I was disappointed. Frankly, the Spartans deserved better than this.
It's frustrating. There's a story there, but it's almost completely buried by a weak, trite script filled with hackneyed catchphrases and overwhelmed by the poor direction of Zack Snyder (I fear for Watchmen now, since it appears to be in his hands), who seems to be hopelessly fascinated with the gratuitous: I kept trying to get into the movie, but found his style and treatment of the battles very alienating. He seems to like to break the fourth wall with distracting, almost humorously detached special effects for violence. After about the fourth decapitation and hundredth cartoony blood spatter, I almost expected John Cleese's Black Knight from Monty Python and the Holy Grail to come out and say, "Okay, we'll call it a draw." I understand that he was trying to emphasize the fog of war, but Snyder used slow motion so frequently that I think the movie would have been about ten minutes shorter if those frames had been run at normal speed.
Also, have these people never heard of accent work? Every time Gerard Butler opened his mouth, I was like, "THIS ... IS ... Scotland?" It was jarring.
It was all uninspired stick figures. We had the Loyal Wife, the Brave King, the Corrupt Politician and the Evil Cabal of Priests. Oh, and the enemy is monstrous and ugly. Literally. You won't need to think: us vs. them is oversimplified to the point of flash cards.
I also think there wasn't enough information about Sparta's culture to provide context for what they were fighting for at the Battle of Thermopylae. Frankly, at the outset, all the emphasis on being rewarded with a beautiful death sounded creepily, eerily close to Muslim martyrs being rewarded with 72 virgins in the afterlife -- if history is written by the victors, as the saying goes, it's pretty easy to mentally recast the underdog/superpower roles. Additionally, a viewer could come away from 300 thinking that the Spartans were just a bunch of barbarians, especially if they didn't stay beyond the slaying of the messenger. In fact, Sparta placed great value on educating both men and women. The reasons for it weren't particularly nice: although Spartan women had more power and respect at that time than women almost anywhere else in the world, this was in part due to a pro-eugenics mindset. They believed that strong, intelligent women were more likely to produce strong, intelligent children, and they educated women with the subtext of producing better breeding stock. Nevertheless, despite the motivations, Spartan women had more status in terms of property rights and education than their peers almost anywhere else in the world.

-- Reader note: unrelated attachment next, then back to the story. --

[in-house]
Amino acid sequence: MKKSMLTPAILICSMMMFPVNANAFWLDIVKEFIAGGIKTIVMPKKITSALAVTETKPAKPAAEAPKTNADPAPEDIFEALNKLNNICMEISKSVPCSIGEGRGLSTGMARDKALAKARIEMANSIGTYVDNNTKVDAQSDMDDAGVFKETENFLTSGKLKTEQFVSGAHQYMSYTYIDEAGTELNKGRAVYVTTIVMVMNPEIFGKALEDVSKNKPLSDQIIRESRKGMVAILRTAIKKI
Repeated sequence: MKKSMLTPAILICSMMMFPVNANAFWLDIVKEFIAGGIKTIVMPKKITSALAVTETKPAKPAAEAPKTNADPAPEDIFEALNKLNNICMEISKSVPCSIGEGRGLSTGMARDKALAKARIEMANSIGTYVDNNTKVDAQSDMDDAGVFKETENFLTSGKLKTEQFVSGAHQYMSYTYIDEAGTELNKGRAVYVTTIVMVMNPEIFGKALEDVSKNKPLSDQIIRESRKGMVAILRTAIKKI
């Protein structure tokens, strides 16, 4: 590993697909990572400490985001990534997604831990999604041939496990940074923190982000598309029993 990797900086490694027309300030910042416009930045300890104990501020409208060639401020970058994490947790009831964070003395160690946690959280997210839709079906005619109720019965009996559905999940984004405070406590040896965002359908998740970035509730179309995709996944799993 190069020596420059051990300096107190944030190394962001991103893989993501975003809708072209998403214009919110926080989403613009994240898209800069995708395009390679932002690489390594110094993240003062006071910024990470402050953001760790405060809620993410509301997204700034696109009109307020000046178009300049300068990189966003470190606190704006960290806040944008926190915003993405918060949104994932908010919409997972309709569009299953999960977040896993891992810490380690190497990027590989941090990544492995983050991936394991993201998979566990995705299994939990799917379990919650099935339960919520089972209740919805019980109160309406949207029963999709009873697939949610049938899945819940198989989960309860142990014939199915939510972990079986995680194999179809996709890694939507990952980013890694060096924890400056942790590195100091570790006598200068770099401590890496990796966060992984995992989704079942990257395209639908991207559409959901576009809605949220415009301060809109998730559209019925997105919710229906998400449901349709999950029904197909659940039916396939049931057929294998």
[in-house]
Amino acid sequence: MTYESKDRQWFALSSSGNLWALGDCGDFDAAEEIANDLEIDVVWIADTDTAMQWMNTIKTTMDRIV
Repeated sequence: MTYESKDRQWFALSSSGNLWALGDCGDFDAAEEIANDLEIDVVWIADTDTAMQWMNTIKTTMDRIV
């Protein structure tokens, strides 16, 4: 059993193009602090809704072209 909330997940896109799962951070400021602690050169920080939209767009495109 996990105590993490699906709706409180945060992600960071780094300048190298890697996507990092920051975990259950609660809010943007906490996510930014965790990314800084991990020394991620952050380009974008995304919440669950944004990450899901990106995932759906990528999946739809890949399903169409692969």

Some folks have commented on all the bare torsos. To be honest, I didn't really notice except in individual shots, and there, the women in their brief screen time seemed to get more attention with the editing than the men (this movie did little to mitigate my belief that Frank Miller is a bit sexist, and Miho doesn't count because she's not actually human, but a demon clad in human form, like Kevin). Let me explain: two or three people in various states of undress are kind of interesting because you're able to pay attention to each individual. Three hundred people grouped is just a homogenous mass of bodies, and the repetition of features becomes uniform and recedes. Your eye doesn't take in leg after leg after leg: it's just action moving forward. The soldiers were not eroticized by the camera, for example, in the way that the Oracle was.
My husband really likes this movie. I get why: the nobility of fighting for ideals and a way of life that is empirically better than slavery is appealing. The citizens of Sparta believe in the realization of a larger goal, and are committed to the concept that love of country and culture is stronger and greater than any one person. They hold as truth that society enjoys the quality of life it does because there are people who are willing to die to protect it. Absolutely. I get that. My main problem with the movie is that 300 doesn't do its own central themes justice. It fails by smothering and drowning its own content in poor execution. While I cannot say it is entirely lacking, imagine if this material had been in the hands of someone like Ridley Scott, Peter Jackson, or Kenneth Branagh (oh, wait, he already did Henry V :) ). Imagine a quality script and better direction for the actors, with accent coaching and attention to detail. We could have had another Gladiator instead of this cheese. It just could have been so much better. As it is, it's a deeply flawed work that enslaves the free people of Sparta and forces them to submit to being in a bad MTV video. When the DVD case features a quote from Maxim as the promotional verbiage -- well, if that's the best you can dredge up from a review, you know you're in trouble.
Sparta had an exceptional culture in several respects. You just wouldn't know it from watching 300.